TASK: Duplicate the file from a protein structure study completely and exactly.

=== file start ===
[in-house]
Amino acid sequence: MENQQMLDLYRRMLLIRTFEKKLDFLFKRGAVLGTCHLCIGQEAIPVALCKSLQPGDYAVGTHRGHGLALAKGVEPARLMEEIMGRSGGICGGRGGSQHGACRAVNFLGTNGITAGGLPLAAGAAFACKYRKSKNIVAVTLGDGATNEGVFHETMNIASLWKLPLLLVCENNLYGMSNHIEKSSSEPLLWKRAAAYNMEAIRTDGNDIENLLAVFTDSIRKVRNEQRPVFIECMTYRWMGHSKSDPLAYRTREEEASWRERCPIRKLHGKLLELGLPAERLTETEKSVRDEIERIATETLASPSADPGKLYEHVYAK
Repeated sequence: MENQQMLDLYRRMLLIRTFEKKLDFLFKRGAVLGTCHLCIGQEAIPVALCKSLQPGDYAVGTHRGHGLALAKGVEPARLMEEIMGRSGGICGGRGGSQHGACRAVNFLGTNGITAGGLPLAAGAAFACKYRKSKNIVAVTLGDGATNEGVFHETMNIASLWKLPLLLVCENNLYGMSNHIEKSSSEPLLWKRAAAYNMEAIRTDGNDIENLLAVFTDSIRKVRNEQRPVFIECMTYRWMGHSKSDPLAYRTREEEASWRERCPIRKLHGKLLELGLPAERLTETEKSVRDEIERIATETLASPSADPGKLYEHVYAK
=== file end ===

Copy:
[in-house]
Amino acid sequence: MENQQMLDLYRRMLLIRTFEKKLDFLFKRGAVLGTCHLCIGQEAIPVALCKSLQPGDYAVGTHRGHGLALAKGVEPARLMEEIMGRSGGICGGRGGSQHGACRAVNFLGTNGITAGGLPLAAGAAFACKYRKSKNIVAVTLGDGATNEGVFHETMNIASLWKLPLLLVCENNLYGMSNHIEKSSSEPLLWKRAAAYNMEAIRTDGNDIENLLAVFTDSIRKVRNEQRPVFIECMTYRWMGHSKSDPLAYRTREEEASWRERCPIRKLHGKLLELGLPAERLTETEKSVRDEIERIATETLASPSADPGKLYEHVYAK
Repeated sequence: MENQQMLDLYRRMLLIRTFEKKLDFLFKRGAVLGTCHLCIGQEAIPVALCKSLQPGDYAVGTHRGHGLALAKGVEPARLMEEIMGRSGGICGGRGGSQHGACRAVNFLGTNGITAGGLPLAAGAAFACKYRKSKNIVAVTLGDGATNEGVFHETMNIASLWKLPLLLVCENNLYGMSNHIEKSSSEPLLWKRAAAYNMEAIRTDGNDIENLLAVFTDSIRKVRNEQRPVFIECMTYRWMGHSKSDPLAYRTREEEASWRERCPIRKLHGKLLELGLPAERLTETEKSVRDEIERIATETLASPSADPGKLYEHVYAK